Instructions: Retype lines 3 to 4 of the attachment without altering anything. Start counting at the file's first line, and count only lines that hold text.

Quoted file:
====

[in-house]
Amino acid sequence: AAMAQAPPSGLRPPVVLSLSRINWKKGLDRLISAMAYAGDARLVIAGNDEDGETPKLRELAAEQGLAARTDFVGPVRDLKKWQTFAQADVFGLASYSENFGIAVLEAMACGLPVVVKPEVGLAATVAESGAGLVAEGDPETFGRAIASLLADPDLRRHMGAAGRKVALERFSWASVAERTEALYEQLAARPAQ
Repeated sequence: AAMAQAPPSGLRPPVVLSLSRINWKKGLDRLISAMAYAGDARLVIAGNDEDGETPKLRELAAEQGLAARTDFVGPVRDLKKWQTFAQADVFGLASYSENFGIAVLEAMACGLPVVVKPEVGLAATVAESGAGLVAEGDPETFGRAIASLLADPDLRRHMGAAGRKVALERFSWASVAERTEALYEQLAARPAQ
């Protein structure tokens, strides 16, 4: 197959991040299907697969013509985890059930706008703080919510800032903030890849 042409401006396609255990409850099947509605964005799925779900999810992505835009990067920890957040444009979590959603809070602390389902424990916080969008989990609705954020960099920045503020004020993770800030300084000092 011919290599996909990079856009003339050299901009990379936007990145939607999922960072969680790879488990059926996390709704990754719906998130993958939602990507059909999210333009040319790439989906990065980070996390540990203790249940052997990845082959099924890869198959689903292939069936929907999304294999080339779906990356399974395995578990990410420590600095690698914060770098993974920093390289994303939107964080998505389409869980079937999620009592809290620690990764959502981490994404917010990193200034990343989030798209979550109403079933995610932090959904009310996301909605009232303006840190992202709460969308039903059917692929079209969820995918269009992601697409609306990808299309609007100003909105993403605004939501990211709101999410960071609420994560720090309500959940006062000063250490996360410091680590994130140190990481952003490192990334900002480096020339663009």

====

Repeated sequence: AAMAQAPPSGLRPPVVLSLSRINWKKGLDRLISAMAYAGDARLVIAGNDEDGETPKLRELAAEQGLAARTDFVGPVRDLKKWQTFAQADVFGLASYSENFGIAVLEAMACGLPVVVKPEVGLAATVAESGAGLVAEGDPETFGRAIASLLADPDLRRHMGAAGRKVALERFSWASVAERTEALYEQLAARPAQ
């Protein structure tokens, strides 16, 4: 197959991040299907697969013509985890059930706008703080919510800032903030890849 042409401006396609255990409850099947509605964005799925779900999810992505835009990067920890957040444009979590959603809070602390389902424990916080969008989990609705954020960099920045503020004020993770800030300084000092 011919290599996909990079856009003339050299901009990379936007990145939607999922960072969680790879488990059926996390709704990754719906998130993958939602990507059909999210333009040319790439989906990065980070996390540990203790249940052997990845082959099924890869198959689903292939069936929907999304294999080339779906990356399974395995578990990410420590600095690698914060770098993974920093390289994303939107964080998505389409869980079937999620009592809290620690990764959502981490994404917010990193200034990343989030798209979550109403079933995610932090959904009310996301909605009232303006840190992202709460969308039903059917692929079209969820995918269009992601697409609306990808299309609007100003909105993403605004939501990211709101999410960071609420994560720090309500959940006062000063250490996360410091680590994130140190990481952003490192990334900002480096020339663009």